County to take over policing Edinburg
Edinburg will soon say goodbye to its police force.
Town Council has decided to enter into an agreement with the Shenandoah County Sheriff’s Office for the larger agency to take over law enforcement coverage of Edinburg. The deal would take effect July 1. Parties will evaluate the arrangement at the end of the one-year term to decide whether or not to renew the agreement.
Chief Mike Clem retired at the end of April. When he announced his plans months earlier, town leaders re-evaluated the matter of police coverage. Council faced the task of searching for another, part-time chief, keeping the department at the current two officers or arranging for coverage with the county.
Sheriff Timothy C. Carter explained Wednesday that his agency would take on the two officers employed by the town. Edinburg will compensate the county for the expense of just under $91,000, Carter said. The amount would cover salaries and benefits, fuel and equipment. The sheriff compared the arrangement to when his agency receives a grant, with the payment serving as the revenue stream that covers the cost.
Carter has agreed to hire the town’s two police officers, who in fact had once worked for the sheriff’s office. The intent is to add the two positions to his office as deputies, Carter said. The officers would spend about six weeks or so on orientation, he added.
Carter said council and he had a positive discussion Tuesday about the agreement and the town and county’s needs.
Councilman Clyde Beachy said Wednesday that members unanimously agreed to move forward with the deal.
“It basically came down to do we want to look for a new chief or do we want to try another approach, and I believe a majority of council, if not all of the council, felt that this was not a bad thing for Edinburg,” Beachy said. “We believe that the coverage that the sheriff’s department is gonna give us is going to be close to, if not the same, as what we have with our police department right now.”
The Sheriff’s Office has always covered the town during the times that Edinburg officers did not work, Beachy said.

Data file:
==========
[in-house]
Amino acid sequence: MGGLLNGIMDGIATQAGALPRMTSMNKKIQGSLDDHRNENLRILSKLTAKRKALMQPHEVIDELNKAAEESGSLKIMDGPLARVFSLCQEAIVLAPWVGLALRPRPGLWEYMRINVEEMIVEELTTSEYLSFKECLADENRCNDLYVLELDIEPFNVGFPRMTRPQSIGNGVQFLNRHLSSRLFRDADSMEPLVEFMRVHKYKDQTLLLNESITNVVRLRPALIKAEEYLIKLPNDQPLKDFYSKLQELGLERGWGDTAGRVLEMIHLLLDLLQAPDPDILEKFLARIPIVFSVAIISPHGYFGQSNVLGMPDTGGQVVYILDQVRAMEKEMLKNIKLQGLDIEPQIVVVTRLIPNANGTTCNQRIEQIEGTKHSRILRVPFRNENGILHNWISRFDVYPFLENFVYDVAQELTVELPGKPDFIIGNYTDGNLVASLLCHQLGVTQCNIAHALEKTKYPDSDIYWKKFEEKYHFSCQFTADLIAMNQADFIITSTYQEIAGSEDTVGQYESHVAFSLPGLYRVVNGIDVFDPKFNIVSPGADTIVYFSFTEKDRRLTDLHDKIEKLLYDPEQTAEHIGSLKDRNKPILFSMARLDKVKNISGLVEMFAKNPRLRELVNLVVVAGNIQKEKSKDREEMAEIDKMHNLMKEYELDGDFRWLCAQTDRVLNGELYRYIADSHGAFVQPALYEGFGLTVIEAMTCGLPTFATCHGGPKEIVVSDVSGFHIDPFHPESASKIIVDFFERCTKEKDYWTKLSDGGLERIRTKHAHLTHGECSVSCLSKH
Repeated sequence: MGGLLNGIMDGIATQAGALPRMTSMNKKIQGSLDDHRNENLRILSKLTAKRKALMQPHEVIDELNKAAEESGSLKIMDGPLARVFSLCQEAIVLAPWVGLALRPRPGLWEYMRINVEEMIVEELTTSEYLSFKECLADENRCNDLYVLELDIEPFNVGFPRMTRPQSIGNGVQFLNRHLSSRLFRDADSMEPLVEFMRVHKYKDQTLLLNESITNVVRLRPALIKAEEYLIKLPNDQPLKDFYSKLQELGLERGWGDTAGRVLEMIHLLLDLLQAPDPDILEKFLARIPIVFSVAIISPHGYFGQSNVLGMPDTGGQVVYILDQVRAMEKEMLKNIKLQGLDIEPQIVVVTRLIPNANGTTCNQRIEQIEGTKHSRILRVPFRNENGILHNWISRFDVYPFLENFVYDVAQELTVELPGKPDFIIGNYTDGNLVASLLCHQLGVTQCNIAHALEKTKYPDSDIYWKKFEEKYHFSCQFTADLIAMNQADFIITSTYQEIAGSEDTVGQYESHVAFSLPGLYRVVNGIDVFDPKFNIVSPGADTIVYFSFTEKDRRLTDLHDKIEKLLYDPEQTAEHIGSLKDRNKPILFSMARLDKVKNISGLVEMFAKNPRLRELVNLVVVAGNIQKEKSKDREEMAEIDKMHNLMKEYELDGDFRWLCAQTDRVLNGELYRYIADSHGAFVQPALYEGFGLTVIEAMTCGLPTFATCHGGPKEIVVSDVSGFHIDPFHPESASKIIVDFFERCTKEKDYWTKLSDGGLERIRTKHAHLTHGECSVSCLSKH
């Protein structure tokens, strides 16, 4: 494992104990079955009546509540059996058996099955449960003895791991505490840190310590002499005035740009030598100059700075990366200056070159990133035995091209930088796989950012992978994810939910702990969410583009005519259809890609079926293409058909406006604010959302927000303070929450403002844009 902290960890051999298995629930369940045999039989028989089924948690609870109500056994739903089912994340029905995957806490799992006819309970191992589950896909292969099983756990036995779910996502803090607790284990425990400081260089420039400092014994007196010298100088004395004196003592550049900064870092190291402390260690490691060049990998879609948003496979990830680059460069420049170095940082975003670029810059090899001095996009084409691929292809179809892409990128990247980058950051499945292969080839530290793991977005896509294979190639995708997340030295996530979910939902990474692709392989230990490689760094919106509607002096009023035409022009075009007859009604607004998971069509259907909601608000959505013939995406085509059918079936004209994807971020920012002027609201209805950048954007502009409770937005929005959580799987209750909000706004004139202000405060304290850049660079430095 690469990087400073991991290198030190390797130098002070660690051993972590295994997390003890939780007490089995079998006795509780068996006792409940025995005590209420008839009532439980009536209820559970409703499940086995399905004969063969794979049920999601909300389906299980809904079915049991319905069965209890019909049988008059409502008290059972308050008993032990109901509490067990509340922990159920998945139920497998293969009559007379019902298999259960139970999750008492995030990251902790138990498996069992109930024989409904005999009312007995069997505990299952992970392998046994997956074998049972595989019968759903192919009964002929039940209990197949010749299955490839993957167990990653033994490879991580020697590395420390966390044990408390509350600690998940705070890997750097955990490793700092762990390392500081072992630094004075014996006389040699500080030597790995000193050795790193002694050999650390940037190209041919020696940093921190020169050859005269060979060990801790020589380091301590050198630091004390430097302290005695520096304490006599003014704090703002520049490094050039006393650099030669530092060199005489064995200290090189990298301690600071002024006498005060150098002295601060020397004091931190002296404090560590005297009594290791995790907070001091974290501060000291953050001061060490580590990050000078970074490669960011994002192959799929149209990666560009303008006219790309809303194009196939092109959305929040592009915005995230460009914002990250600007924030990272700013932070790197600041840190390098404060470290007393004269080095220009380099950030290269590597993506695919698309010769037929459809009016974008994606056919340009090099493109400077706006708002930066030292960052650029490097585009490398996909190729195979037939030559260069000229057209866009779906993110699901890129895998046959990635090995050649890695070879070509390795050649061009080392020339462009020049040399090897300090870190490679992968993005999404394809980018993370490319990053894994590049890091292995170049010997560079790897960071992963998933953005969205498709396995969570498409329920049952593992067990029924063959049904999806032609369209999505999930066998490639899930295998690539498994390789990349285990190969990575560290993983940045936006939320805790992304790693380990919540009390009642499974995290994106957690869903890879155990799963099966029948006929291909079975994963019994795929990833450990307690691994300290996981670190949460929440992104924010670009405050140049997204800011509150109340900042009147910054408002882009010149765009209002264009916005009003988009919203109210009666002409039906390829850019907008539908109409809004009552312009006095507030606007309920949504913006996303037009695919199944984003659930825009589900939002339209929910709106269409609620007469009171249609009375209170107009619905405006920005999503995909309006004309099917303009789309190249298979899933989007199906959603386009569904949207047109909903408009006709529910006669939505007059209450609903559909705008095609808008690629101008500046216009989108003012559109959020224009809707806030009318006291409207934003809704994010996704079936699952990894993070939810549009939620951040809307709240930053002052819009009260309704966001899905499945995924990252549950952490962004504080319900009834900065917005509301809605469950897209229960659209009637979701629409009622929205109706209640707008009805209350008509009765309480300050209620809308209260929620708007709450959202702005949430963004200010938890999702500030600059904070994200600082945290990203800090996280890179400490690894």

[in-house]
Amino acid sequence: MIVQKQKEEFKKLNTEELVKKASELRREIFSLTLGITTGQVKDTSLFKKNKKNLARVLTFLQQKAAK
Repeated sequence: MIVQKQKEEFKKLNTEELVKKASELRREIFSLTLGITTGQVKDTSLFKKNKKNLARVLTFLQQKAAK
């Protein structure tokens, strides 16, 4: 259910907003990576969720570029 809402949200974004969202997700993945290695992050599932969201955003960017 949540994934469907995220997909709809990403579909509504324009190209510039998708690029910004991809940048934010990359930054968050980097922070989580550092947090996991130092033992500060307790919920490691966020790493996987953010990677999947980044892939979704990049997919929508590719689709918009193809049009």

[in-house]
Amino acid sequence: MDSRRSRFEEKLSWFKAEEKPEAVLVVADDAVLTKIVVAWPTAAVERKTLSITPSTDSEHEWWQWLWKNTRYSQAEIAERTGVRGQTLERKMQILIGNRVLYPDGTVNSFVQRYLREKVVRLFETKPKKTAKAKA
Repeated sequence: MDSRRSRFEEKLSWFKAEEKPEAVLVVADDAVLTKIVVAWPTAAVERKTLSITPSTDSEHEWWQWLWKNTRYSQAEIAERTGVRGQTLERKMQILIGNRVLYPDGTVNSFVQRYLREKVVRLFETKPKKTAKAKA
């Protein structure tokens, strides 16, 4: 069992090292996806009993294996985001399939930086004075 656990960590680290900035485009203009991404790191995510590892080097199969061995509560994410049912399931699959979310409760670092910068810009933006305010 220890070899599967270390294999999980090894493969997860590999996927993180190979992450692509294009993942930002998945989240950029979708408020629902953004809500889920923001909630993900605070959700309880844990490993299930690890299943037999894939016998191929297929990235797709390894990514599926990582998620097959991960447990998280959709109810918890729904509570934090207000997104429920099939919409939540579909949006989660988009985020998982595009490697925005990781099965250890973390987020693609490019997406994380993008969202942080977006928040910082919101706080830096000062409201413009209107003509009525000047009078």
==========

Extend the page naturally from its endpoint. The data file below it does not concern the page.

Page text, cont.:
“So we thought it would be a good thing to try,” Beachy said. “It helps our budget. We don’t believe that it will have any impact on our coverage that our citizens have.”
Mayor Daniel Harshman has said that the town struggled for years to provide law enforcement coverage 24-7. The town spends about $138,000 of its $500,000 operating budget on a police department. Edinburg can’t keep up with technology such as providing computers in vehicles. Nor can the town offer competitive salaries that would help retain officers.
The agreement means the town doesn’t need to hire and adequately pay someone who is likely already retired from another law enforcement agency such as the state police, Beachy noted. The town also faced the likelihood it would need to replace at least one of its police vehicles.
The town officers likely would see a pay increase when hired by the sheriff’s office, Beachy said.
“So we’re not putting anybody on the street,” Beachy said. “They have the option to go with the sheriff’s department.
“They’ll be wearing a brown shirt and driving a brown car instead of wearing a blue shirt and [driving] a white car,” Beachy added.
Asked if he felt two officers would suffice to cover Edinburg, Carter said his office looked at data showing the number of calls that take place in town. The sheriff and others in the agency discussed coverage with town officials. Sheriff’s deputies responded to approximately half the number of calls originating in the town limits, Carter said.
The sheriff had proposed a handful of options to the town and council chose the one that ultimately shifts 24-7 coverage to the county, Carter said.
Contact staff writer Alex Bridges at 540-465-5137 ext. 125, or firstname.lastname@example.org